Eight steps to better refrigeration energy management
“A refrigeration system maintains setpoint temperature on the hottest day of the year,” Marcus Wilcox, president, Cascade Energy, Portland, Ore., says. “But every other day it runs at partial load and not optimally. Just because a system holds temperature and runs smoothly doesn’t mean it’s running efficiently.”
Systems can be made more efficient, but that effort must persist over time, Wilcox adds. “Entropy is everywhere. That applies to systems and the people charged with running them. Staff changes are made. New people are trained to run production but don’t have benefit of the energy-management program that ran six months ago.”
For many companies, energy may be their largest controllable expense, and for some, refrigeration can be one-half to two-thirds of energy costs. Cascade Energy, while active in several areas, has a longtime focus on refrigeration best practices. The company says it learned its craft over the course of 20 years’ work with ammonia and industrial refrigeration. It says it has applied energyefficiency programs to nearly 600 systems, and in the last several years to 200 to 250 systems, primarily in food distribution and public refrigerated warehouses.
Opportunities to reduce energy use in refrigeration systems range from capital projects to improved operations and maintenance practices. “But a company can’t expect to sustain and improve energy performance without designated leadership, clear goals, accountability, measurable results, and a continuous improvement philosophy,” Wilcox says.
Cascade Energy’s “Industrial Refrigeration: A Best Practices Guide” is considered by many to be the last word on the subject. Elements of a successful energy management program discussed in the guide include the following:
Gain upper management support—Besides providing clear goals and resources, management must convey that the energy program is real, a long-term effort, and that staff will be empowered and accountable.
“This executive audience is interested in saving money, of course, but also the competitiveness aspect, in that in a cost-sensitive market efficiency positions you to pursue newly profitable business,” Wilcox says. “Many companies want consumers to know they are energy conscious. Stockholders, corporate boards, and other influential groups want to see progress in sustainability and carbon footprint. This is a way to demonstrate that.”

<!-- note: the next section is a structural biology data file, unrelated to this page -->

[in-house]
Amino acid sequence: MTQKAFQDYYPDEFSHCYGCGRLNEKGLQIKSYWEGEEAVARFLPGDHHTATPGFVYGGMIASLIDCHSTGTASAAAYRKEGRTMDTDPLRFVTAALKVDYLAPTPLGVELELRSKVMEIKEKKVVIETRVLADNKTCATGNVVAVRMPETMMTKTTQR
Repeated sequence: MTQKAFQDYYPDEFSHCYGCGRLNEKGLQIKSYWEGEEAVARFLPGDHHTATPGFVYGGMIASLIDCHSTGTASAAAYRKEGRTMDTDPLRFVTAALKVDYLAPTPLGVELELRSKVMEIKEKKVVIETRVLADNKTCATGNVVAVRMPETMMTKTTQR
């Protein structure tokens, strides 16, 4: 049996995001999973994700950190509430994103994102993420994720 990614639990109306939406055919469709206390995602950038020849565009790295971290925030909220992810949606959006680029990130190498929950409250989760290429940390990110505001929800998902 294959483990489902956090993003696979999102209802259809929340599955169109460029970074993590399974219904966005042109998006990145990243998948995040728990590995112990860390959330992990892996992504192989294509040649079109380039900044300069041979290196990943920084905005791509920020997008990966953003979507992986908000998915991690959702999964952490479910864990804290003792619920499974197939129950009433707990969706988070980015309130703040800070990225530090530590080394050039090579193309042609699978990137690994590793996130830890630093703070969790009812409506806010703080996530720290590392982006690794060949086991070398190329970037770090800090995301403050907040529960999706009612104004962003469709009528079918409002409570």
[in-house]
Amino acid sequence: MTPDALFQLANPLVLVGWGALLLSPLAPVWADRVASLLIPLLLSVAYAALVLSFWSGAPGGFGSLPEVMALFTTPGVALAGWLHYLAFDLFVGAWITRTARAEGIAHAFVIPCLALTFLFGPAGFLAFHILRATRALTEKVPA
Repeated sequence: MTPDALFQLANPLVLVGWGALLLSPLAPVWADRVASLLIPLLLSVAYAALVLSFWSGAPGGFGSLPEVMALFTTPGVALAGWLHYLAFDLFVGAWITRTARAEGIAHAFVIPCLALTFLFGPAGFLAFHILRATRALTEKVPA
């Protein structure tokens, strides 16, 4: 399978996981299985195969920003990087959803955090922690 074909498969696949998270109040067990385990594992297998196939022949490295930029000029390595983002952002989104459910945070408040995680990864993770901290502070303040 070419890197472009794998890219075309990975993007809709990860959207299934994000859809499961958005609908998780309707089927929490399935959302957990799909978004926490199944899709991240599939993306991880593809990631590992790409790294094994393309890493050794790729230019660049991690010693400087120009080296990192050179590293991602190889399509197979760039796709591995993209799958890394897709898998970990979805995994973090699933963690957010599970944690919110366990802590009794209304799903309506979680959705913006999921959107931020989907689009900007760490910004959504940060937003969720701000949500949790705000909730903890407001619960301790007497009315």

Assign an energy champion—The energy champion establishes accountability, understands the project’s technical and financial aspects, and manages and motivates staff. There may be a champion for each technical system or department in the plant. The champion meets regularly with the team established to pursue stated goals.
“Our experience has been that even the most enthused operator doesn’t have the influence that leads to decisions to support real change,” Wilcox says. “We need to engage with engineers as well as operators in the engine room, but to drive real change you need executive support.”
Establish and track key performance indicators—Establishing energy-focused key-performance indicators (KPIs) allows a facility to track and benchmark performance of individual energy-related upgrades as well as for comprehensive energy management. KPIs ensure a facility sustains and improves upon advancements.
Industrial-refrigeration KPIs should provide quick, clear feedback on system performance that can be interpreted with minimal effort. KPIs that require burdensome data collection or complex processing will likely be abandoned over time. Effective KPIs allow a facility to develop a dashboard of system performance. With refrigeration systems, this often requires normalizing data, such as refrigeration energy, in relation to variables that strongly affect its use, such as production or outdoor ambient conditions.